Like many professional recruiters, we at Corps Team have seen a dramatic rise in hiring in recent months. Yet, as the economic impact of the pandemic lingers, we’re also observing a trend of employers hedging risk by hiring contractors rather than direct-hire placements.
The latest job numbers confirm what we’re seeing. “Professional and business services added 208,000 jobs in October, with temporary help services (+109,000) accounting for about half of the gain,” according to the US Bureau of Labor Statistics. These waves of temporary workers (who may work only a few weeks or months) and contract workers (who tend to stay between six months and two years) can have a lasting impact on the demographics of an organization.
A second trend we’re seeing, likely a result of this summer’s protests for racial justice, is an increase in employers focusing on diverse hires. Significantly though, while employers are prioritizing diverse candidates for their direct hires, the same is not true for contract hiring. This lack of demand for diversity in contract hiring is a missed opportunity with potentially enduring impact.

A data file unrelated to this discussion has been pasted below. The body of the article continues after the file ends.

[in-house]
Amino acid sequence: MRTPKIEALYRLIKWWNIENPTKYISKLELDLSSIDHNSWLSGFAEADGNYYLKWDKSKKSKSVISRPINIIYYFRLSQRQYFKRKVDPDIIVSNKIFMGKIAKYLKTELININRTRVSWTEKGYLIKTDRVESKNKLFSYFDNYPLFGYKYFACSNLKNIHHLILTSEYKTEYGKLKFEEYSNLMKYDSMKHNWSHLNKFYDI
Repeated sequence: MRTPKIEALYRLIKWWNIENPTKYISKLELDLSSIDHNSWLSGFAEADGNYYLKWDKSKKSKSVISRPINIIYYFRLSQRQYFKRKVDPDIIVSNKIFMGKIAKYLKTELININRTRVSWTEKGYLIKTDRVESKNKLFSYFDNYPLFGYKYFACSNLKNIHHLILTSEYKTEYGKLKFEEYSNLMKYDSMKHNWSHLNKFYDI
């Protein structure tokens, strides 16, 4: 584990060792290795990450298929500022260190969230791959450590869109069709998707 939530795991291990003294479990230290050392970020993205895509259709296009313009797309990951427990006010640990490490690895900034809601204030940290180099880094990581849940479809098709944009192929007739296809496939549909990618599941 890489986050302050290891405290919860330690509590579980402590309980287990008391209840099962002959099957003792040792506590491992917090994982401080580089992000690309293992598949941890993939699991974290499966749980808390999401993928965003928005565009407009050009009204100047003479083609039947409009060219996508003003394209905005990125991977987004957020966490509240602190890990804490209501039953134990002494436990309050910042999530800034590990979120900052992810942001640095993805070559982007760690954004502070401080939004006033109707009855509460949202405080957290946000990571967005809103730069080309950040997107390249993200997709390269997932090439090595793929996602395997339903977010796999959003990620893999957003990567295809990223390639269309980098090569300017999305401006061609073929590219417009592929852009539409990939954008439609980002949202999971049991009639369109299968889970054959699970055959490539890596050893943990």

In analyzing our firm’s historic data, we found that typically 20-25 percent of our contract hires go on to direct hire roles with their employers. Similarly, academic research by Lawrence Katz of Harvard University and the late Alan Krueger of Princeton University found that contract workers comprise 6.9 – 9.6 percent of all US workers. That’s 10.5-15 million workers.
Because so many professionals follow this path from contractor to employee, and because contractors may actually stay as long as many permanent hires within an organization, failing to factor diversity into contract hiring is a lost opportunity for those seeking real change.
What can recruiters do to help employers embed diversity into their contract hiring? These five practices can help:
Allison O’Kelly is CEO and founder of Corps Team.